With their use well entrenched in Northern Europe and the US, sit-stand desks are gaining popularity in other countries and have become a must-have in any modern office.
Not sure what we’re talking about? Let’s back up a moment. A sit-stand desk (like Frezza’s Pop Ad) is a height-adjustable desk, designed to allow the user to work sitting down or standing up during the day, as required.
Sitting is the new smoking.
It might sound like scaremongering, but researchers have been touting this mantra for years. There are indeed countless studies on the link between excessive sedentary behaviour and health risks: one of the most recent – published in 2018 with support from the UK Medical Research Council – has revealed a correlation between sitting for more than 8 hours a day and an increased risk of sudden death and cardiovascular disease.
This prompted the advent of standing desks (allowing the user to work standing up), closely followed by their sit-stand counterparts.
Sit-stand desk: how does it improve your work life?
Again, researchers joined the debate with their different opinions… although not all that different, as it turns out.
On one point they’re all in agreement: using a sit-stand desk has benefits, though there are different schools of thought as to the extent of said benefits. According to a 2012 study, reducing occupational sitting time by about one hour a day can reduce neck and back pain by 54% in just 2 weeks, thus limiting cases of muscle-related illness (e.g. cervical pain).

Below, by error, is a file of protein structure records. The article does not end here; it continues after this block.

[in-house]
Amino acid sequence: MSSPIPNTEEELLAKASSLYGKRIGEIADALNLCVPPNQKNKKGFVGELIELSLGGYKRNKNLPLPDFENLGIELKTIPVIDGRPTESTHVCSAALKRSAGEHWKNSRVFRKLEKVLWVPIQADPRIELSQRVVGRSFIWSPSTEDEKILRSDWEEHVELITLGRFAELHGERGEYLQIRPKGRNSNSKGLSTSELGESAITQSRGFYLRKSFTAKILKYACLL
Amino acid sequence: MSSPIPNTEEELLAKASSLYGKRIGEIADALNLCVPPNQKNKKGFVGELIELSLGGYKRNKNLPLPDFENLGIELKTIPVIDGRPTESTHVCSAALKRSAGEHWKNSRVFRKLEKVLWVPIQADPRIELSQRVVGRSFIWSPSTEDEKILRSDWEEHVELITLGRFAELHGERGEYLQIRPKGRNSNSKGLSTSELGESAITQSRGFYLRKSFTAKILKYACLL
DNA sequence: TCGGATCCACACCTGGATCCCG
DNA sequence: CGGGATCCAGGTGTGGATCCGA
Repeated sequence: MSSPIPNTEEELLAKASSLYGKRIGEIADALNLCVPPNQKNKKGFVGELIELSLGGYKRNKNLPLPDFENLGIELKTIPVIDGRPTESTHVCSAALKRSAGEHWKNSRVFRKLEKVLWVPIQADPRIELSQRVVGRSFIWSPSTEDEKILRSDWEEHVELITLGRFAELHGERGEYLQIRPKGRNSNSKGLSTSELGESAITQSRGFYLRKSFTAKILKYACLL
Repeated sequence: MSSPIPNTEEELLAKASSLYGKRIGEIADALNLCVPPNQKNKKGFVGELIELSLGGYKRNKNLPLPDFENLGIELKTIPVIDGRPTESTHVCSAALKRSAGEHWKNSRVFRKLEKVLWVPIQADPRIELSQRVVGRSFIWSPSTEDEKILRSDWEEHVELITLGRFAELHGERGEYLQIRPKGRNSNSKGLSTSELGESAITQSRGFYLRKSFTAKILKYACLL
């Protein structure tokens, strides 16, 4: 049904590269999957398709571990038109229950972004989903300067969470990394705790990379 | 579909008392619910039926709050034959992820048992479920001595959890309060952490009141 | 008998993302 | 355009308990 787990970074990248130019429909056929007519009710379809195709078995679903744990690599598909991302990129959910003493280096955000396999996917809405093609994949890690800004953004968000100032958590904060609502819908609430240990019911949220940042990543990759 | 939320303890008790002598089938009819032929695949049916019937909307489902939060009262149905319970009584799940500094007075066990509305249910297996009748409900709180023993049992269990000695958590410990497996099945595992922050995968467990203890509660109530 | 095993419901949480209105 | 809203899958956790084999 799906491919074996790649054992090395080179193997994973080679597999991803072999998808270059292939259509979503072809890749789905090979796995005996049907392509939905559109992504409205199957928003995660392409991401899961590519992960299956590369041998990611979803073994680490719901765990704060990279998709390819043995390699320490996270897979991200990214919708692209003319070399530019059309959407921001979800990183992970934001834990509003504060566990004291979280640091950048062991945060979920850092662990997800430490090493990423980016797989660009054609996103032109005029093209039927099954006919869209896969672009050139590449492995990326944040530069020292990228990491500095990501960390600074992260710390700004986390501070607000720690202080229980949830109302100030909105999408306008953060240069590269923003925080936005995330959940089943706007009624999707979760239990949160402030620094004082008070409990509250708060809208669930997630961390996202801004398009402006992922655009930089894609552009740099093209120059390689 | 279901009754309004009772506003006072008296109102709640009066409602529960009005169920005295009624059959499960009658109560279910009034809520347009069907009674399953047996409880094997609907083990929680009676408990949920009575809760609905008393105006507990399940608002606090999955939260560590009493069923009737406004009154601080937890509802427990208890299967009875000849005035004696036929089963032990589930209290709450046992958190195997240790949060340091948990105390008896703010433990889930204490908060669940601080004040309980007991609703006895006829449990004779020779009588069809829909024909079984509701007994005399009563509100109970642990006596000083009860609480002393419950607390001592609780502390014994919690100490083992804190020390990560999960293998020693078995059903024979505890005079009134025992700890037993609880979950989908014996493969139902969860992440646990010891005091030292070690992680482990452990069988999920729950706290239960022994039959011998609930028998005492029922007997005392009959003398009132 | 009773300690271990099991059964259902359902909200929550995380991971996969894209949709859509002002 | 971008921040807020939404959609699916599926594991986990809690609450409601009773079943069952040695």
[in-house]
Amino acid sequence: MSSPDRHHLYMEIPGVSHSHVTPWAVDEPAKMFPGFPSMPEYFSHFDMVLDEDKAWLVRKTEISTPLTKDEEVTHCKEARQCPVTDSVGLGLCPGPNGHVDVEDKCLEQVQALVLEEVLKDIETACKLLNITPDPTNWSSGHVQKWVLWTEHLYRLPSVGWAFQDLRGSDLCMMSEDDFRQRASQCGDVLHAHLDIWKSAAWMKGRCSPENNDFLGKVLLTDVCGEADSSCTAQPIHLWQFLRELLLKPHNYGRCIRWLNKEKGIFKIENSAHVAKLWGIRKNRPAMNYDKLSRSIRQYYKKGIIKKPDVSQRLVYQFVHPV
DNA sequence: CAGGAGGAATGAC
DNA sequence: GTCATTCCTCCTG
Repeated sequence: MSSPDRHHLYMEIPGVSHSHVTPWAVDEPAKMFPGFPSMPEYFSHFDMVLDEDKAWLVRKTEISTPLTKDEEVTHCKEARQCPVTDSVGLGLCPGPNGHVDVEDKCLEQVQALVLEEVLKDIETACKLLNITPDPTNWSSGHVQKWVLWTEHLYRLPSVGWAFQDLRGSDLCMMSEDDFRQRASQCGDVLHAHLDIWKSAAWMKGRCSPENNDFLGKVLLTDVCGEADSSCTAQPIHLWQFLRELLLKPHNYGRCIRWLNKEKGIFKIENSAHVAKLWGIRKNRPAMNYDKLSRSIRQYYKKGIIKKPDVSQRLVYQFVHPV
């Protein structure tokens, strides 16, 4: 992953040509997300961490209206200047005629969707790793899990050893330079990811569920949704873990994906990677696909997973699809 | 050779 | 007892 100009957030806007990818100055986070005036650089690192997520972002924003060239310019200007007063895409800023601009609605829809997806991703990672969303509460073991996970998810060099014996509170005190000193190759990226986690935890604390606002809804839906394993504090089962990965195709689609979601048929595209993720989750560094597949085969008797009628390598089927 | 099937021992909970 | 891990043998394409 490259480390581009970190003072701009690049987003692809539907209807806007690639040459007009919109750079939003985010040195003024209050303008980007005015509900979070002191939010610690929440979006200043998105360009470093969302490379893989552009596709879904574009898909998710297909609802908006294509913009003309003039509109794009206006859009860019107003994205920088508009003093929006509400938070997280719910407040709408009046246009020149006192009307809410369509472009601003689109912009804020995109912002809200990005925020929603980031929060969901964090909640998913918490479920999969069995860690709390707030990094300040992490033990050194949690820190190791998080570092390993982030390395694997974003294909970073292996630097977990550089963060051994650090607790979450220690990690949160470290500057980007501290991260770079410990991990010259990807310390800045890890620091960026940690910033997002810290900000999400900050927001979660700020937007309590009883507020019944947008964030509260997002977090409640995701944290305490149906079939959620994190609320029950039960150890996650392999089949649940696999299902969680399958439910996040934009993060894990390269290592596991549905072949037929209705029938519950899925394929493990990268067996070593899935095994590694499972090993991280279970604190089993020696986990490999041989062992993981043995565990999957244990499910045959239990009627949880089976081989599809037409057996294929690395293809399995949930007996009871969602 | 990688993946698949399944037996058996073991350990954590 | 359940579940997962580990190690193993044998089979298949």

There are those – like the researchers at the University of Pittsburgh– who instead agree that there are benefits, but who say they don’t yet have enough historical data to correlate them with an improvement in health.
Yet other studies tie the use of this kind of table with an increase in the amount of calories burned (more specifically, 170 a day), an increase in productivity (between 30 and 50%), improved circulation in the legs, and improved digestion. There seems to be evidence for all these benefits, but only within a specific demographic: young people (US under-30 startups were actually the ones to launch this product trend).
Most of the more recent studies (like this one and this one) are nonetheless of the same opinion when it comes to the positive effect in terms of behaviour: people who regularly use sit-stand desks tend to become more active over time, reducing their sitting time not just in the office, but in their private life, too. A win-win!
There’s general agreement on another point: workers with a sit-stand desk enjoy greater comfort in the office. They can stretch their legs, change outlook, move around more: so there’s a psychological benefit.
And what do employers think about it all? According to most, having a sit-stand desk helps improve teamwork: meetings held standing up tend to be quicker and have less interruptions.